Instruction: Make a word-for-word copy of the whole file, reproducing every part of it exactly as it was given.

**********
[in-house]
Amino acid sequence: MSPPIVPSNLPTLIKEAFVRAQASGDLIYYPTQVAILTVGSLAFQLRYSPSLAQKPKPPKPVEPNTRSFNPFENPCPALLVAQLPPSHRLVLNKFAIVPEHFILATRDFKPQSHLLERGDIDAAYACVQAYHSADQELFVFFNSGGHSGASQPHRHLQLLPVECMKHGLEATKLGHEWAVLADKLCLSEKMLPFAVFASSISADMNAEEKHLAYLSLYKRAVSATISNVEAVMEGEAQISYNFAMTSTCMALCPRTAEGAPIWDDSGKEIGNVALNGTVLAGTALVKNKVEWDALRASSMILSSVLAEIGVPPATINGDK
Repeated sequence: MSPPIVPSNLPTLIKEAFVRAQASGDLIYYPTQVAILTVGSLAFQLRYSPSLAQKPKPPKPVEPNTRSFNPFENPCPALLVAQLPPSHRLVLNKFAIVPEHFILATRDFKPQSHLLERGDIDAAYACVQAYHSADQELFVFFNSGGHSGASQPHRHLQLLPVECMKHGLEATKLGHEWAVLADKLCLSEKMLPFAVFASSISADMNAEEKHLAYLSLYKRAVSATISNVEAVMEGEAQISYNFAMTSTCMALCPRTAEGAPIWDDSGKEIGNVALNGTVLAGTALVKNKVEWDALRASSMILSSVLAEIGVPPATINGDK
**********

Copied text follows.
[in-house]
Amino acid sequence: MSPPIVPSNLPTLIKEAFVRAQASGDLIYYPTQVAILTVGSLAFQLRYSPSLAQKPKPPKPVEPNTRSFNPFENPCPALLVAQLPPSHRLVLNKFAIVPEHFILATRDFKPQSHLLERGDIDAAYACVQAYHSADQELFVFFNSGGHSGASQPHRHLQLLPVECMKHGLEATKLGHEWAVLADKLCLSEKMLPFAVFASSISADMNAEEKHLAYLSLYKRAVSATISNVEAVMEGEAQISYNFAMTSTCMALCPRTAEGAPIWDDSGKEIGNVALNGTVLAGTALVKNKVEWDALRASSMILSSVLAEIGVPPATINGDK
Repeated sequence: MSPPIVPSNLPTLIKEAFVRAQASGDLIYYPTQVAILTVGSLAFQLRYSPSLAQKPKPPKPVEPNTRSFNPFENPCPALLVAQLPPSHRLVLNKFAIVPEHFILATRDFKPQSHLLERGDIDAAYACVQAYHSADQELFVFFNSGGHSGASQPHRHLQLLPVECMKHGLEATKLGHEWAVLADKLCLSEKMLPFAVFASSISADMNAEEKHLAYLSLYKRAVSATISNVEAVMEGEAQISYNFAMTSTCMALCPRTAEGAPIWDDSGKEIGNVALNGTVLAGTALVKNKVEWDALRASSMILSSVLAEIGVPPATINGDK